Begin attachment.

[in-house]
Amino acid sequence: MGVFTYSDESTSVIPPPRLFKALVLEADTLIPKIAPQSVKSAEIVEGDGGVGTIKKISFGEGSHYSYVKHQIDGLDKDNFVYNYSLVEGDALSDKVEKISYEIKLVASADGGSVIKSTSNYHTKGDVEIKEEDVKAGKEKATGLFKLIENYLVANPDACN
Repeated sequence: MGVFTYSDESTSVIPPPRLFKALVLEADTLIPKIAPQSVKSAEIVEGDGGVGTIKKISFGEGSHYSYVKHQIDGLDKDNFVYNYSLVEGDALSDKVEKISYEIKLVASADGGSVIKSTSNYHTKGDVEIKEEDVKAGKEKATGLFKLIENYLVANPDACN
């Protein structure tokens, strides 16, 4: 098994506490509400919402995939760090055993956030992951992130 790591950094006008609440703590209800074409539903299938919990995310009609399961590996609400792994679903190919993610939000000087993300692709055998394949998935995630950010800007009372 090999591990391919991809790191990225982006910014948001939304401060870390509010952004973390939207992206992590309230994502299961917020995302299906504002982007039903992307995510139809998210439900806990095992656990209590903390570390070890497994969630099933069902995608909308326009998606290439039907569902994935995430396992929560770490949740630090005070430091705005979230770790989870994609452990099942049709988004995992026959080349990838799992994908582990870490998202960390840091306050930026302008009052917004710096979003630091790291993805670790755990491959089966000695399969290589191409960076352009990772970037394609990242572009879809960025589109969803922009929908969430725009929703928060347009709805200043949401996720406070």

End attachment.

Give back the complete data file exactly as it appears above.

[in-house]
Amino acid sequence: MGVFTYSDESTSVIPPPRLFKALVLEADTLIPKIAPQSVKSAEIVEGDGGVGTIKKISFGEGSHYSYVKHQIDGLDKDNFVYNYSLVEGDALSDKVEKISYEIKLVASADGGSVIKSTSNYHTKGDVEIKEEDVKAGKEKATGLFKLIENYLVANPDACN
Repeated sequence: MGVFTYSDESTSVIPPPRLFKALVLEADTLIPKIAPQSVKSAEIVEGDGGVGTIKKISFGEGSHYSYVKHQIDGLDKDNFVYNYSLVEGDALSDKVEKISYEIKLVASADGGSVIKSTSNYHTKGDVEIKEEDVKAGKEKATGLFKLIENYLVANPDACN
């Protein structure tokens, strides 16, 4: 098994506490509400919402995939760090055993956030992951992130 790591950094006008609440703590209800074409539903299938919990995310009609399961590996609400792994679903190919993610939000000087993300692709055998394949998935995630950010800007009372 090999591990391919991809790191990225982006910014948001939304401060870390509010952004973390939207992206992590309230994502299961917020995302299906504002982007039903992307995510139809998210439900806990095992656990209590903390570390070890497994969630099933069902995608909308326009998606290439039907569902994935995430396992929560770490949740630090005070430091705005979230770790989870994609452990099942049709988004995992026959080349990838799992994908582990870490998202960390840091306050930026302008009052917004710096979003630091790291993805670790755990491959089966000695399969290589191409960076352009990772970037394609990242572009879809960025589109969803922009929908969430725009929703928060347009709805200043949401996720406070």